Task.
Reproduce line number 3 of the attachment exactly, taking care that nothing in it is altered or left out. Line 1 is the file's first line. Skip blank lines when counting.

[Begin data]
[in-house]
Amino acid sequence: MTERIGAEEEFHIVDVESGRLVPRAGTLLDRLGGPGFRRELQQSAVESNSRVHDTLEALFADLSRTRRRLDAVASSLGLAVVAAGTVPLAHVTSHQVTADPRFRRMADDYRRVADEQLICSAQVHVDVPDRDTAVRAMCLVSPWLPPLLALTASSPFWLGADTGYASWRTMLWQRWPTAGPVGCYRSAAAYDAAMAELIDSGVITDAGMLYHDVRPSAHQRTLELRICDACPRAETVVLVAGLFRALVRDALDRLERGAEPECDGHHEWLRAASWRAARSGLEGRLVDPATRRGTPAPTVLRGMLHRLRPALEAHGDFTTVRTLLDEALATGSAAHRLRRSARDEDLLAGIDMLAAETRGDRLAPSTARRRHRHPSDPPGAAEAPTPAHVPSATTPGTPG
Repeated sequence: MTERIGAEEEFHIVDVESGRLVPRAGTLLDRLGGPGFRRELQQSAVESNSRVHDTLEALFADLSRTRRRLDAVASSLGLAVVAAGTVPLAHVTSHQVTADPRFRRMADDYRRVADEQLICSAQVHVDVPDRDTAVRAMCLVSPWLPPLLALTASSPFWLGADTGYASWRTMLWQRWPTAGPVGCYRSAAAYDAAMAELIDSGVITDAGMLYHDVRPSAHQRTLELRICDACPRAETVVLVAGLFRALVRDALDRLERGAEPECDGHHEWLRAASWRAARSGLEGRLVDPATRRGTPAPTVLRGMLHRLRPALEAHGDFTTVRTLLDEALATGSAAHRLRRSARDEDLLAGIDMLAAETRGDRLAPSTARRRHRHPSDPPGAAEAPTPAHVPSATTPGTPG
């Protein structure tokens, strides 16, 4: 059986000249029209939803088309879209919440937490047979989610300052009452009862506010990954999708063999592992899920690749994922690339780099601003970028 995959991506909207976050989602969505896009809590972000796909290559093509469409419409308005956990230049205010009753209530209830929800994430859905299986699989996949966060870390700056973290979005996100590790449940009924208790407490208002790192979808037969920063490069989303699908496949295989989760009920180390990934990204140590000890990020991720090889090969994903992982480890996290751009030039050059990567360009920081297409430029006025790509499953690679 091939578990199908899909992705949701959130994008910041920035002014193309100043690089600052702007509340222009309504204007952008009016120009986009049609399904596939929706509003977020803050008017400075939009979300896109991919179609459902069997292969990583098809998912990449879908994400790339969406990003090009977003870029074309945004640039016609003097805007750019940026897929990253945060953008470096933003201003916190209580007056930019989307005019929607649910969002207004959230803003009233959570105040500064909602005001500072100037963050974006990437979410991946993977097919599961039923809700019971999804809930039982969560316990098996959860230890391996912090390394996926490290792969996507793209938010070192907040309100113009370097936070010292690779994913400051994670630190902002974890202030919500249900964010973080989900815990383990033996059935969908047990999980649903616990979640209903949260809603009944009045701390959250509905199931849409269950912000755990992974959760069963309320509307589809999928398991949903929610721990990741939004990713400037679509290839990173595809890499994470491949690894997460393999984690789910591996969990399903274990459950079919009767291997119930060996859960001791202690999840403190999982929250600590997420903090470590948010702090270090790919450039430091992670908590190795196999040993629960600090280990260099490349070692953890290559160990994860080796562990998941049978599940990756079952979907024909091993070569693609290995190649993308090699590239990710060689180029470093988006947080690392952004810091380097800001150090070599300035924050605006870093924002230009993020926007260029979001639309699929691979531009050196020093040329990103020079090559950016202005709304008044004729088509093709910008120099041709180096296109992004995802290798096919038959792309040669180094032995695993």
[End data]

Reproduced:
Repeated sequence: MTERIGAEEEFHIVDVESGRLVPRAGTLLDRLGGPGFRRELQQSAVESNSRVHDTLEALFADLSRTRRRLDAVASSLGLAVVAAGTVPLAHVTSHQVTADPRFRRMADDYRRVADEQLICSAQVHVDVPDRDTAVRAMCLVSPWLPPLLALTASSPFWLGADTGYASWRTMLWQRWPTAGPVGCYRSAAAYDAAMAELIDSGVITDAGMLYHDVRPSAHQRTLELRICDACPRAETVVLVAGLFRALVRDALDRLERGAEPECDGHHEWLRAASWRAARSGLEGRLVDPATRRGTPAPTVLRGMLHRLRPALEAHGDFTTVRTLLDEALATGSAAHRLRRSARDEDLLAGIDMLAAETRGDRLAPSTARRRHRHPSDPPGAAEAPTPAHVPSATTPGTPG